The couple has three young children and aspires to have at least four more. “If you are committed to a high birth rate and building a healthy culture for your family,” they state on their website, “we want to talk!”

Declining birth rates merit serious consideration, economists have said. Children play a crucial role in economic growth and “intergenerational fiscal sustainability,” wrote the authors of a recent paper in Fertility and Sterility that makes a case for publicly funded, medically assisted reproduction. According to some forecasts, 183 of 195 countries will have total fertility rates — the number of children a woman delivers over her lifetime — below the replacement level of 2.1 births per woman, by 2100. “When you’re slightly above 2.0 or 2.1 versus slightly below, that’s the difference between the population growing forever and the population shrinking forever,” Charles Jones, a professor of economics at Stanford Graduate School of Business said in an interview last month. Negative population growth, Jones said, “could be a problem.” If birth rates continue to collapse, Musk has warned, “civilization will indeed die with a whimper in adult diapers.”

But some say the new generation of pronatalists is operating from a warped bubble of techno-utopia, that its leaders are more interested in populating the planet with their own genes and artificially assisted “super babies” than collapsing cultures, an image pronatalists reject. “Imagine if there really were some secret cabals of rich dudes trying to just make more of themselves,” Malcolm Collins told the National Post. “Wouldn’t that be outrageous and wild?”

“What we find ironic about this is that, for the first time, there’s a pronatalist movement that is not about preserving any particular culture, but rather one about preserving as many cultures as possible and avoiding a hard landing on demographic collapse,” said Malcolm.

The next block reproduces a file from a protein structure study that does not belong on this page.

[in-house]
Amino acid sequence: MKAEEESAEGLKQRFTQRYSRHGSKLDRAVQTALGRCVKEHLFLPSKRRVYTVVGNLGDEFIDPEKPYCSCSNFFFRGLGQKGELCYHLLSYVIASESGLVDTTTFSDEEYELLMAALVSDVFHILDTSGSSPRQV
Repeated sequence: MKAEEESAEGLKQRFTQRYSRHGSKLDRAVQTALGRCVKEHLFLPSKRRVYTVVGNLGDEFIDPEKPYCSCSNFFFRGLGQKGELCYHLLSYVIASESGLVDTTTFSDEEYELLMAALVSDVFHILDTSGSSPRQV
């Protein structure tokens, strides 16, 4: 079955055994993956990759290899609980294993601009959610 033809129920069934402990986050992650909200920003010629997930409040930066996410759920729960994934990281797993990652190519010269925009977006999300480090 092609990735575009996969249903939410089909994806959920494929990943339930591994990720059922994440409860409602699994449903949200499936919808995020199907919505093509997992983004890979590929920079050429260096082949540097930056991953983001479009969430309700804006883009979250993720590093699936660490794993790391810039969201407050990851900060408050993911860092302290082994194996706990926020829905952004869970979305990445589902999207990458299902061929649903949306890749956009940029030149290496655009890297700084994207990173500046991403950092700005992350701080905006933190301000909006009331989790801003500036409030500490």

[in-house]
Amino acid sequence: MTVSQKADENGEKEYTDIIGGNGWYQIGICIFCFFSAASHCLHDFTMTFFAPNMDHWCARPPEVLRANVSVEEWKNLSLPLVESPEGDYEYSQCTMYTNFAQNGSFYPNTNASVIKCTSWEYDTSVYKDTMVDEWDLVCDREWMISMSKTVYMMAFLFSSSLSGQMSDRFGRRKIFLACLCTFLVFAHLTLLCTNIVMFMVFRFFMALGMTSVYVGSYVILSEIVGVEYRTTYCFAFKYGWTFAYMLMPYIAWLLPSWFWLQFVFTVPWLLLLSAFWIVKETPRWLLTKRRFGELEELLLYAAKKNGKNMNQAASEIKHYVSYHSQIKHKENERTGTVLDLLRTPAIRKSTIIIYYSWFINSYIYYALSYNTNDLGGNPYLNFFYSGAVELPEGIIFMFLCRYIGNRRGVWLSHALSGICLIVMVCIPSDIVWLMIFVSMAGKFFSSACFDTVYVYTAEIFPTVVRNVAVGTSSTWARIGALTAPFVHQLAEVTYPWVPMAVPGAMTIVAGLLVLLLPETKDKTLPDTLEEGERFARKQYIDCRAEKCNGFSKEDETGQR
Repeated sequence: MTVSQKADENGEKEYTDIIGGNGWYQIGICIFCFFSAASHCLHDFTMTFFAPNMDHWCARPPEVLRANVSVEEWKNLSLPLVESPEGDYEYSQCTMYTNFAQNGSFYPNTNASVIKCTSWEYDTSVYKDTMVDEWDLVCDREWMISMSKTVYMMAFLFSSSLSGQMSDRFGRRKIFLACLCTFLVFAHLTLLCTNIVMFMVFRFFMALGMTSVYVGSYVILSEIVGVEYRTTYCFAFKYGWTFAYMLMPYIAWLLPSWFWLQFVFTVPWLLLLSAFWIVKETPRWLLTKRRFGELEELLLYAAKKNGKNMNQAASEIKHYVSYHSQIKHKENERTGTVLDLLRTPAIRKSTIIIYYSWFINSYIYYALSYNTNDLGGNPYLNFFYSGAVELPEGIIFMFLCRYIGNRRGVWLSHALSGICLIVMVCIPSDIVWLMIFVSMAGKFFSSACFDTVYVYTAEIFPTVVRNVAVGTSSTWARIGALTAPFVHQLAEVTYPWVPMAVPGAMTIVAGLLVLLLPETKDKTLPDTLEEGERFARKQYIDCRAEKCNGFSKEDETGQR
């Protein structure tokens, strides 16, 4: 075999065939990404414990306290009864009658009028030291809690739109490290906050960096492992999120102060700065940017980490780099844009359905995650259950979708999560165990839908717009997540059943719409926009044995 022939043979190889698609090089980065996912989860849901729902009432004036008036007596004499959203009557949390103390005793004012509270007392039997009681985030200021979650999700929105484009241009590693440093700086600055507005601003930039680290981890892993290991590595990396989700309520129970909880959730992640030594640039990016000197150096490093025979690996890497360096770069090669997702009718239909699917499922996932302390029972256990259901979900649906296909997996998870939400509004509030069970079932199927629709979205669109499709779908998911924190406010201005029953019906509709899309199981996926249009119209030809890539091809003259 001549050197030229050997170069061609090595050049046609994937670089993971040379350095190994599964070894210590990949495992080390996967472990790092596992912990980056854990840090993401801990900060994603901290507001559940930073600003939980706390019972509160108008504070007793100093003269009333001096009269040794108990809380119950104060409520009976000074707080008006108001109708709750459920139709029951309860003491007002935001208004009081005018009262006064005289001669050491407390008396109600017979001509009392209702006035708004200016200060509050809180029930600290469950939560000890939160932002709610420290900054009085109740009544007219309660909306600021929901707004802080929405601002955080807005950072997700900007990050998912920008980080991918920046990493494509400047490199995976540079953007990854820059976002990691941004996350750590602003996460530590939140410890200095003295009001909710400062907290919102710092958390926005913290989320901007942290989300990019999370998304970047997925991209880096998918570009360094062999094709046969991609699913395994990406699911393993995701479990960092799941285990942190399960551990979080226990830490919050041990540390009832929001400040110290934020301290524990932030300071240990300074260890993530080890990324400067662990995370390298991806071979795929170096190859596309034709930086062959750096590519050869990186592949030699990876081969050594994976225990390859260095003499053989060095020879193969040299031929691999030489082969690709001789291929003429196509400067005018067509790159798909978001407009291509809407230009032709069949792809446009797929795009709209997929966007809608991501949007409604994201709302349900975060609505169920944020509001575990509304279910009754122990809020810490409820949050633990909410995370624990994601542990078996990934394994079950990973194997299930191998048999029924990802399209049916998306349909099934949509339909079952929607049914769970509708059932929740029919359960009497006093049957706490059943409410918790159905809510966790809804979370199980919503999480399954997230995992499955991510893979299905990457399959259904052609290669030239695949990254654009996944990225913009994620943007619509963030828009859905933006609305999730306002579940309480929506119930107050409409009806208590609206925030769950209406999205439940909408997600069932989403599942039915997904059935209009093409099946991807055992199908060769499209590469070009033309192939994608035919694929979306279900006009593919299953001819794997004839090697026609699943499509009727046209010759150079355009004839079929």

More than a quarter of the world’s countries have pronatalist policies aimed at boosting fertility rates and encouraging people to have more babies. Critics, however, argue the “humanity is going to collapse” trope is creating unnecessary alarmism and that the planet’s most pressing problem is that there are already too many of us consuming too much. If there’s any collapse to be feared, “that would be environmental collapse,” said Nandita Bajaj, the Toronto-based executive director of Population Balance, an organization that works to fight environmental degradation that it says is a result of human expansionism. The world’s population hit the eight billion mark in November. “Globally, we’re still adding about 80 million people every year to the planet,” Bajaj said. “That growth stems from pronatalism, which is all of the cultural and institutional pressure that promotes or even coerces childbearing.”




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Thursday, 13 June 2024